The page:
US election: A 'quiet' day for fake news

Election Day in the US saw relatively little sharing of misinformation online according to US fact-checkers. Here's some of what was going around.
Election Day in the US saw relatively little sharing of misinformation online according to US fact-checkers. Here's some of what was going around.


Allegations of “fake news” have flown thick and fast during the 2020 US election cycle, but fact-checking journalists say Election Day was “quiet”. Supporters of Donald Trump and Joe Biden continued to share photos and videos that had been manipulated or taken out of context, but their posts were not widely shared.

The FRANCE 24 Observers team and other fact-checkers monitoring social networks on Election night found that most false posts were not widely shared, and were often recycled from earlier in the year. 

1/ The false Antifa poster

Several social media users shared a graphic showing a masked protester with a Molotov cocktail and the caption “Don’t forget to disguise yourselves as patriots/Trump supporters.” The caption continued: “The media will think there are Trump supporters rioting so it’s harder to turn popular opinion against us.” 

The graphic was in fact created in 2017, posted initially on the page “Hickman County Antifa”. The author of the original post told the debunking site Snopes that she intended the graphic as a joke and took it down when it started going viral.  

2/ A fight outside a polling station in North Carolina?

A video seen more than 14,000 times on Facebook claimed to show a fight at a polling station in North Carolina. The caption said: “BLM/Antifa/Democrat THUGS blocking polls & intimidating voters in North Carolina”.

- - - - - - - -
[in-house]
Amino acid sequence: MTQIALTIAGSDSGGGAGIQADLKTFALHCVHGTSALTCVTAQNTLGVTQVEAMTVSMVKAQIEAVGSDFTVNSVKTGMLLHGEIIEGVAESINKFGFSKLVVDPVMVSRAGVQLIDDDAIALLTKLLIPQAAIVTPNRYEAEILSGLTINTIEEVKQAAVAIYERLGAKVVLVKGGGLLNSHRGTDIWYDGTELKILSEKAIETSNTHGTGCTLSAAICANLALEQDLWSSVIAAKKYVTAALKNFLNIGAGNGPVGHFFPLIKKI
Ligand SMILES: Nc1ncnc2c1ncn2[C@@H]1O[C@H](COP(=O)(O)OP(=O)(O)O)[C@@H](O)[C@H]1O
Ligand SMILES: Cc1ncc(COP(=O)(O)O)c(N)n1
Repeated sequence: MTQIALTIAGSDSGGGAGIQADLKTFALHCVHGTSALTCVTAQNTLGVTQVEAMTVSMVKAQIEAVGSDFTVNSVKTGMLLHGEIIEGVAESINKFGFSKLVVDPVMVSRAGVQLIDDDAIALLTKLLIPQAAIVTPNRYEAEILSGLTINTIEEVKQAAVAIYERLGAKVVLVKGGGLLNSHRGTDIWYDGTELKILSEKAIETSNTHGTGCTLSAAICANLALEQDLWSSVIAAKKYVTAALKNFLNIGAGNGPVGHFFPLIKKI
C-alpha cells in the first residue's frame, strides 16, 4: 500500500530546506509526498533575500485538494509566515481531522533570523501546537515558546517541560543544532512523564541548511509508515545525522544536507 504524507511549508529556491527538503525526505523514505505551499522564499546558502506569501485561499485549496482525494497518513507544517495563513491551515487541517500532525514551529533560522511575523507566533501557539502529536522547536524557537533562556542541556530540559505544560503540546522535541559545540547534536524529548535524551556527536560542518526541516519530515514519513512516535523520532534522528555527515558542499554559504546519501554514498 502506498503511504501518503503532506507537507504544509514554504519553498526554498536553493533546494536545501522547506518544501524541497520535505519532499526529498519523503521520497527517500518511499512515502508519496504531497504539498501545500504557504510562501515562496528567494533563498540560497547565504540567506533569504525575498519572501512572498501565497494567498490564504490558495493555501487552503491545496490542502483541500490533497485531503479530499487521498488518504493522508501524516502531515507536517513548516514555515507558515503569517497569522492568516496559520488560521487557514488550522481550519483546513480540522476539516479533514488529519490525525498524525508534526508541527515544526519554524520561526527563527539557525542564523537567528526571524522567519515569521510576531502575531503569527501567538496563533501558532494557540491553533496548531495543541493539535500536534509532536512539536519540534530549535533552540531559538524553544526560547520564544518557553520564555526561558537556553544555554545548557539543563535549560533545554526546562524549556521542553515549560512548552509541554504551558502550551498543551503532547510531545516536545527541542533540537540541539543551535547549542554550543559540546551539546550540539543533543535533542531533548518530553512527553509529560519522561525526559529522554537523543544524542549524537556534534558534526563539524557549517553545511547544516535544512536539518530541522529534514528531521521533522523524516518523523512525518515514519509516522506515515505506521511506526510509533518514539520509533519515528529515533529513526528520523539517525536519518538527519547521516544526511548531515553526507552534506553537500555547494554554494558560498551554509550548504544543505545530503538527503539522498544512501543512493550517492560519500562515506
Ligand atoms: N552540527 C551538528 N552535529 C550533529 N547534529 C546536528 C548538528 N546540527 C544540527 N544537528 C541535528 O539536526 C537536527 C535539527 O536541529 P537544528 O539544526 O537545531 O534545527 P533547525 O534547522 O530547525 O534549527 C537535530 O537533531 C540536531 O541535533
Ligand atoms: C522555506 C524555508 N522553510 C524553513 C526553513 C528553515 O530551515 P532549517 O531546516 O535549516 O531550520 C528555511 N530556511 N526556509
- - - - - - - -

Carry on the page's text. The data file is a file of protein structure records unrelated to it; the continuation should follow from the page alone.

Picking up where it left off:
Screenshot of video posted here.


The video was not filmed on Election Day. According to the Associated Press, it was filmed Oct. 31 at a get-out-the-vote rally outside a courthouse in the North Carolina city of Graham, a block away from the polling place. 


3/ A Trump supporter blocking a polling place?

Pro-Biden accounts shared a photograph showing a man with a “Trump 2020” flag. One post shared more than 2,600 times said in its initial version that he was blocking access to a polling place in Clifton, New Jersey. 

Clifton police told PolitiFact the incident happened Nov. 1. They said security footage showed that that the man deposited his vote in a ballot box and then held up the flag for some 40 seconds to take a photo.

4/ A wall around the White House?

Another photo shared by a pro-Biden account, this one shared more than 4,700 times, shows a high wall in front of the White House with the caption: “This is the final image of the Trump presidency.”

A reverse image search reveals that the image is a photomontage. In the original image no wall is visible. 

Protective fencing was indeed erected around the White House in the run-up to the election, but not as high as the wall in the manipulated version. 

Tweet showing fencing around the White House erected in the days before the election.


5/ Piles of bricks for use by rioters?

Several posts, like the one below, showed a photo of a pile of bricks outside an ice-cream shop in Illinois, an apparent reference to a frequent conspiracy theory that Black Lives Matter protesters stockpile bricks to use them as weapons. 

Independent fact-checker Michael Thalen explained in a series of tweets that the bricks were in fact being used to build a patio for the restaurant next door.


The bricks-as-weapons theory has been shared in recent months along with captions saying they are intended to tempt angry demonstrators to commit violence.

Calm before a 'fake news' storm?

Some US fact-checking journalists said they were surprised to see so little misinformation being shared on Election Day. 


Other fact-checkers however warned that the flow of misinformation could resume. Daniel Funke of told the FRANCE 24 Observers: 


We are concerned about a campaign coming out ahead of time saying, ‘Oh we’ve won the election’, when in fact that’s not borne out by remaining mail-in ballots or absentee ballots. 

We are still going to be on the lookout for false claims about the election even after a winner’s declared.​

>> READ MORE: The top pieces of misinformation spread in the lead up to the US election